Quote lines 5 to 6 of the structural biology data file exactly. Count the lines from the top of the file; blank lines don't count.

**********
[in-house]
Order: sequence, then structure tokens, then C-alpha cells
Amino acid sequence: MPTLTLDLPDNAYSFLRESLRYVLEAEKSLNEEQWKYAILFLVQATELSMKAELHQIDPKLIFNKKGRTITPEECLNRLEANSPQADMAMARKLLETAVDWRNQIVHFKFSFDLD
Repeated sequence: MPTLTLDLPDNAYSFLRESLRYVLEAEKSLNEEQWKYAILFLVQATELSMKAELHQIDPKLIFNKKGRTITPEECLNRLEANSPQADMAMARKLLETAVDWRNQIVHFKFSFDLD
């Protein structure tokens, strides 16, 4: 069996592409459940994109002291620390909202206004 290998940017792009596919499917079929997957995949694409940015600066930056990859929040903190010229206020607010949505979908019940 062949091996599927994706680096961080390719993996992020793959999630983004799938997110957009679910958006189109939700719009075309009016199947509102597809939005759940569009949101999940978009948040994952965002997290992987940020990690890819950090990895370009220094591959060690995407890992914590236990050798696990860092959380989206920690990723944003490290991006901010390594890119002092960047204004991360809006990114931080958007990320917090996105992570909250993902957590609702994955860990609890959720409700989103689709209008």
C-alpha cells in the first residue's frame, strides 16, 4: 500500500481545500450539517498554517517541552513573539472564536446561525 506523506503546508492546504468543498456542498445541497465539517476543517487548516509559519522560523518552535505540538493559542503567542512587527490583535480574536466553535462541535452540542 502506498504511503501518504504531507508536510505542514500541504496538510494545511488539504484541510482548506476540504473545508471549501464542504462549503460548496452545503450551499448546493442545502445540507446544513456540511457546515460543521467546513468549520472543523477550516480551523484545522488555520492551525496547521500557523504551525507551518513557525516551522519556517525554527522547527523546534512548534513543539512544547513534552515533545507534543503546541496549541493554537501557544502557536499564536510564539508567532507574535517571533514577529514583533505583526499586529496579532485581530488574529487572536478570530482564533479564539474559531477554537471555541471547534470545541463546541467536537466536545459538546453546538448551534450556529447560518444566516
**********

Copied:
């Protein structure tokens, strides 16, 4: 069996592409459940994109002291620390909202206004 290998940017792009596919499917079929997957995949694409940015600066930056990859929040903190010229206020607010949505979908019940 062949091996599927994706680096961080390719993996992020793959999630983004799938997110957009679910958006189109939700719009075309009016199947509102597809939005759940569009949101999940978009948040994952965002997290992987940020990690890819950090990895370009220094591959060690995407890992914590236990050798696990860092959380989206920690990723944003490290991006901010390594890119002092960047204004991360809006990114931080958007990320917090996105992570909250993902957590609702994955860990609890959720409700989103689709209008």
C-alpha cells in the first residue's frame, strides 16, 4: 500500500481545500450539517498554517517541552513573539472564536446561525 506523506503546508492546504468543498456542498445541497465539517476543517487548516509559519522560523518552535505540538493559542503567542512587527490583535480574536466553535462541535452540542 502506498504511503501518504504531507508536510505542514500541504496538510494545511488539504484541510482548506476540504473545508471549501464542504462549503460548496452545503450551499448546493442545502445540507446544513456540511457546515460543521467546513468549520472543523477550516480551523484545522488555520492551525496547521500557523504551525507551518513557525516551522519556517525554527522547527523546534512548534513543539512544547513534552515533545507534543503546541496549541493554537501557544502557536499564536510564539508567532507574535517571533514577529514583533505583526499586529496579532485581530488574529487572536478570530482564533479564539474559531477554537471555541471547534470545541463546541467536537466536545459538546453546538448551534450556529447560518444566516